Texas Rangers

Bartolo Colon takes perfect game into eighth as Rangers beat Astros in 10th

Bartolo Colon unfazed by near perfection

Rangers pitcher Bartolo Colon barely broke a sweat mentally while taking a perfect game into the eighth inning Sunday night.
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Rangers pitcher Bartolo Colon barely broke a sweat mentally while taking a perfect game into the eighth inning Sunday night.

Boy, that was fun.

Rangers right-hander Bartolo Colon retired the first 21 batters he faced Sunday night and made a bid at his first-career no-hitter and perfect game before walking Carlos Correa to start the eighth.

A batter later, Josh Reddick doubled to the right-field corner to break up the no-hitter. The Astros tied the game at 1-1 with a sacrifice fly to center.

Adrian Beltre was as excited as anyone watching Bartolo Colon takes a perfect game into the eighth inning Sunday night.

But the Rangers rallied for a 3-1 victory in the 10th to win in extra innings for the second consecutive day at Minute Maid Park. Robinson Chirinos' two-run double in the 10th put Texas ahead. Chirinos, who homered in the third to give Texas a 1-0 lead, drove in all three of the Rangers' runs.

Keone Kela pitched a scoreless ninth and Jake Diekman closed it out in the 10th, getting Jake Marisnick swinging with runners on the corners to end the game.

Right-hander Bartolo Colon allowed only one run in six innings Monday night and was not involved in the decision as the Texas Rangers lost to the Oakland A’s. He thinks his start will help him stay with the team, but he knows it’s not his decision.

But Colon, 44, remained the story after his dazzling night against fellow former Cy Young winner Justin Verlander. Colon threw a first-pitch strike to the first 17 Astros he faced and to 20 of 25 batters he faced.

He was ahead 0-2 in the count against 11 of the first 15 batters he faced. He struck out seven.

Chirinos' homer was the only mistake by Verlander, who retired 18 of the first 20 Rangers he faced. He allowed one hit and had 11 strikeouts in eight innings. Neither factored in the decision.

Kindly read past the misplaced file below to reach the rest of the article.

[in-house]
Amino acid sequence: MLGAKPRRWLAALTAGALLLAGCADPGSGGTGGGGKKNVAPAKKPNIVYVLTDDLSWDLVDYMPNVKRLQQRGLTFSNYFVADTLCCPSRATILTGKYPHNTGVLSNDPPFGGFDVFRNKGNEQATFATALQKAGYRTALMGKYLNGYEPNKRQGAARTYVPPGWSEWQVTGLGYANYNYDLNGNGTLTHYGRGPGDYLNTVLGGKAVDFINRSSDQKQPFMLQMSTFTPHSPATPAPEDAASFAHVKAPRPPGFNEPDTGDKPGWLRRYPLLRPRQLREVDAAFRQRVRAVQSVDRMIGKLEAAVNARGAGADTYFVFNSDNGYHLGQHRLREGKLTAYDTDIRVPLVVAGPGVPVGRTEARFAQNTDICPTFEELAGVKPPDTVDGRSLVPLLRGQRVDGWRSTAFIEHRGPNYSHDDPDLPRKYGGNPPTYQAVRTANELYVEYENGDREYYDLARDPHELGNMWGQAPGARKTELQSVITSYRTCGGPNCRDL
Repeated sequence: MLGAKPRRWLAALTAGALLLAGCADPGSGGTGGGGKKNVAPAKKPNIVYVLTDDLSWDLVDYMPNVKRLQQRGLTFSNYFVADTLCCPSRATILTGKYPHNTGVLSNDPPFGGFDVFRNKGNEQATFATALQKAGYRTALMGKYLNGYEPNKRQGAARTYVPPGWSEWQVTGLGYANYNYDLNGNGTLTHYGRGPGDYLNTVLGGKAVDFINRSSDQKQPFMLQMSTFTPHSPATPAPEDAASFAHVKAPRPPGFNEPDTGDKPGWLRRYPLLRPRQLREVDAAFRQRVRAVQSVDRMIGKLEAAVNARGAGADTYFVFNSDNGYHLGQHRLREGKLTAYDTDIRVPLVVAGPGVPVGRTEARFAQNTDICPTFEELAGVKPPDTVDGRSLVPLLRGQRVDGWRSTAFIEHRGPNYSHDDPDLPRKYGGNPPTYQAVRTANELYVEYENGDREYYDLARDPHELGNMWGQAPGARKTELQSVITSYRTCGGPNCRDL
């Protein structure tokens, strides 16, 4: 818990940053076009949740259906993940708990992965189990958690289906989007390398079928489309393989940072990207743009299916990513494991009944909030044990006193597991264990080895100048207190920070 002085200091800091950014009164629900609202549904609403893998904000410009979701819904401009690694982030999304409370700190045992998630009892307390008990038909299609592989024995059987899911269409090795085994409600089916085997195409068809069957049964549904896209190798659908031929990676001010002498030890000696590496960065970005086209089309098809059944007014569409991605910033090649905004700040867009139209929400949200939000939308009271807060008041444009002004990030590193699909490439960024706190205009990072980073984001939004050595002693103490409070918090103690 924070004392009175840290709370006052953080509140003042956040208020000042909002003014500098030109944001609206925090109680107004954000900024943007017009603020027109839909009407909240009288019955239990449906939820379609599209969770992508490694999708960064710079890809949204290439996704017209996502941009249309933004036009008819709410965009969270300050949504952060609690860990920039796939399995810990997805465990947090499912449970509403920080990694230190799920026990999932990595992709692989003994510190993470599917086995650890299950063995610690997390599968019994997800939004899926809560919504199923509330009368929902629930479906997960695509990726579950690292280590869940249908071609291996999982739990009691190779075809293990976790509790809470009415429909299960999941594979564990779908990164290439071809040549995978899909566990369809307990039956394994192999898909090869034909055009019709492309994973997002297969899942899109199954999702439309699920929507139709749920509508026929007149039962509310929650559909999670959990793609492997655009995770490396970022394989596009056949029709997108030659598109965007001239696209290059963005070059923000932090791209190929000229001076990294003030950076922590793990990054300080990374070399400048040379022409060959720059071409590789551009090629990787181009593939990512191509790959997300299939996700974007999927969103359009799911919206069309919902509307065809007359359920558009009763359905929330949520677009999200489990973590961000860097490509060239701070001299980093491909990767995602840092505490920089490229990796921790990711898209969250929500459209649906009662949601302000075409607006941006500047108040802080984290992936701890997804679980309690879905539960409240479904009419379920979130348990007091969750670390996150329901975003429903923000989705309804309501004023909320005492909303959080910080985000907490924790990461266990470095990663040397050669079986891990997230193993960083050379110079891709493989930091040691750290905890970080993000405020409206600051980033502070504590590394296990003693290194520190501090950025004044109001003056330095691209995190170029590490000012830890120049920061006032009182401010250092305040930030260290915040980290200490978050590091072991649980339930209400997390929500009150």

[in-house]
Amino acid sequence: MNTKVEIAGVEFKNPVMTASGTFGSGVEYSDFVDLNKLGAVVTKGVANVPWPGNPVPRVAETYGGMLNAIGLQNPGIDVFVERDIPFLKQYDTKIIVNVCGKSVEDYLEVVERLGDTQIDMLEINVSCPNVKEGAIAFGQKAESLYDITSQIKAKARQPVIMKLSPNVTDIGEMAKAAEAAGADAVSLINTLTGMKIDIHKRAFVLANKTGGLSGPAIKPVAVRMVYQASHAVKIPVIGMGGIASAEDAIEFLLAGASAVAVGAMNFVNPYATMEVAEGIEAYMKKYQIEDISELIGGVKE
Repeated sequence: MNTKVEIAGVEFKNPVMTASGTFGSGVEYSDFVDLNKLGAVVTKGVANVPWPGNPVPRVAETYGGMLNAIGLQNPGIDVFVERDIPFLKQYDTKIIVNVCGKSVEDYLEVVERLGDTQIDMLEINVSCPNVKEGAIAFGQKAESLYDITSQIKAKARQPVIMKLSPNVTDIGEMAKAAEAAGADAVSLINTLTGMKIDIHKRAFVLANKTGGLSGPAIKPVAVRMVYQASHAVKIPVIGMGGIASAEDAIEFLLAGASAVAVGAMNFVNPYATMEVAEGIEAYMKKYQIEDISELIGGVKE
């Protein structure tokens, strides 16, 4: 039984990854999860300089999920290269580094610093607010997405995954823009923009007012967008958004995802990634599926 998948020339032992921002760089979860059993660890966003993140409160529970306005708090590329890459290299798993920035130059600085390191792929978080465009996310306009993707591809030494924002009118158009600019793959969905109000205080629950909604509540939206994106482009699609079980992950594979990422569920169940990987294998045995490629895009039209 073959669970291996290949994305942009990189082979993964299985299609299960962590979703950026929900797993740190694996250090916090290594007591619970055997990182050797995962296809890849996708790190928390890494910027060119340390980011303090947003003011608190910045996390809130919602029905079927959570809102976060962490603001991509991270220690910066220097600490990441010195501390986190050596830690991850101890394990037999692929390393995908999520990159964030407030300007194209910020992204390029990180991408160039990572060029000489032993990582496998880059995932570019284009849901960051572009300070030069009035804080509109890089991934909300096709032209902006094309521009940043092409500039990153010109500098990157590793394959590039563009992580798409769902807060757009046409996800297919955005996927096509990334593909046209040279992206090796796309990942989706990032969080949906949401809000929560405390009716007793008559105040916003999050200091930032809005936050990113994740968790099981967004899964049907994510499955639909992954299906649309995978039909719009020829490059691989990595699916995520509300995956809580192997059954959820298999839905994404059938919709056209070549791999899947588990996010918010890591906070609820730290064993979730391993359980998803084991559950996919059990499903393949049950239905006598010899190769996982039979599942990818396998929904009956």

Rangers manager Jeff Banister tries to describe Bartolo Colon's night.

"I had fun watching every pitch. Really, from both sides," Rangers manager Jeff Banister said, including Verlander. "Watching him go to work with just moving the fastball around and changing some speeds; reading the bats very well, and putting the baseball exactly where he wanted to. I think he showed us what execution really is all about."

Colon and Verlander are the first opposing starting pitchers in the live-ball era to combine for 18 or more strikeouts and two or fewer hits allowed, according to stats.com.

It's the second time in Colon's 21-year career that he's pitched seven innings or more and allowed just one hit. He had a complete-game shutout on Sept. 18, 2000 for the Indians against the Yankees. The Yankees' only hit was a one-out Luis Polonia single in the eighth. Colon held the Padres to one hit in seven innings last April while pitching with the Braves.

Colon, who was starting his 530th game, which is tied for 34th all-time, never seemed fazed by the mounting pressure.

"I'm always relaxed when I'm in the dugout; that's the way I am because that's the way I feel good," Colon said. "When I'm relaxed, I can do my job better."

In fact, Colon wasn't too keen when his teammates started to keep their distance in the dugout as part of the unwritten baseball protocal when a pitcher is working on perfection.

"No, I didn't enjoy not having them around me," he said. "I don't like to be separated, isolated from the rest of the guys; because I'm part of the team."

Colon was trying to become 10th oldest pitcher to throw a nine-inning or longer complete game shutout. Colon turns 45 on May 24. The last player older than Colon to take a no-hitter into the eighth or later was Gaylord Perry for the Royals in August 1983. Gaylord was 44 years, 338 days old.

Nolan Ryan, who was 236 days younger than Colon is now, is the oldest pitcher to throw a no-hitter. Ryan was also 44 when he threw his last no-hitter for the Rangers in May 1991.

Colon was replaced by left-hander Alex Claudio with two outs and Reddick at second base in the eighth. Claudio forced Brian McCann to fly out to right.

"It was fun to be behind the plate," Chirinos said. "I think [Colon] only threw four changeups and five sliders. He was throwing his fastball where he wanted to — outside, inside, up, down. It was fun to receive those pitches. His two-seam fastball moves so much. They see it going outside and it comes back to the corner. It tricks hitter's eyes."

The game was already special before either pitcher threw their first pitch. It was the Rangers' first regular-season game to feature two former Cy Young winners since April 12, 1981 when Ferguson Jenkins (1971, Cubs) faced the Yankees' Ron Guidry (1978).

It happened twice in the postseason when Cliff Lee and Tim Lincecum faced off in Games 1 and 5 of the 2010 World Series. Colon won the Cy Young in 2005 with the Angels. Verlander won it in 2011 with the Tigers.

Colon's teammates were thrilled, but not shocked by the performance.

"Absolutely amazing," said Joey Gallo, who singled and scored the go-ahead run in the 10th. "I’m not even surprised, that’s just who he is. I wish we got him a win. He deserved the win."

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